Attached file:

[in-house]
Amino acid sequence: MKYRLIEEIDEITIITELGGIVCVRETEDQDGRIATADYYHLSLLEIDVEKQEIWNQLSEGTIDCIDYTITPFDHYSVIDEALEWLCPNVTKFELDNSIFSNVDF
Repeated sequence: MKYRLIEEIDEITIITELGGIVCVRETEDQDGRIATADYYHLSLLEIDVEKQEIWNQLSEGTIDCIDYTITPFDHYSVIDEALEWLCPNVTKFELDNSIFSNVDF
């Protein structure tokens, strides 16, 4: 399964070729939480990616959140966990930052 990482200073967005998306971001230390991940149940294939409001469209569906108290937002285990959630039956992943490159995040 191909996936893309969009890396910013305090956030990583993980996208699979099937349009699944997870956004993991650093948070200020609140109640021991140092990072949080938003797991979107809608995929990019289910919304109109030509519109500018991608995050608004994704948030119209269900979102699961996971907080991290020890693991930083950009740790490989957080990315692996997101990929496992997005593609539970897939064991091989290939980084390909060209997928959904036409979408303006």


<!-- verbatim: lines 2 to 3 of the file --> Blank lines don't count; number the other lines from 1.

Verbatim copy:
Amino acid sequence: MKYRLIEEIDEITIITELGGIVCVRETEDQDGRIATADYYHLSLLEIDVEKQEIWNQLSEGTIDCIDYTITPFDHYSVIDEALEWLCPNVTKFELDNSIFSNVDF
Repeated sequence: MKYRLIEEIDEITIITELGGIVCVRETEDQDGRIATADYYHLSLLEIDVEKQEIWNQLSEGTIDCIDYTITPFDHYSVIDEALEWLCPNVTKFELDNSIFSNVDF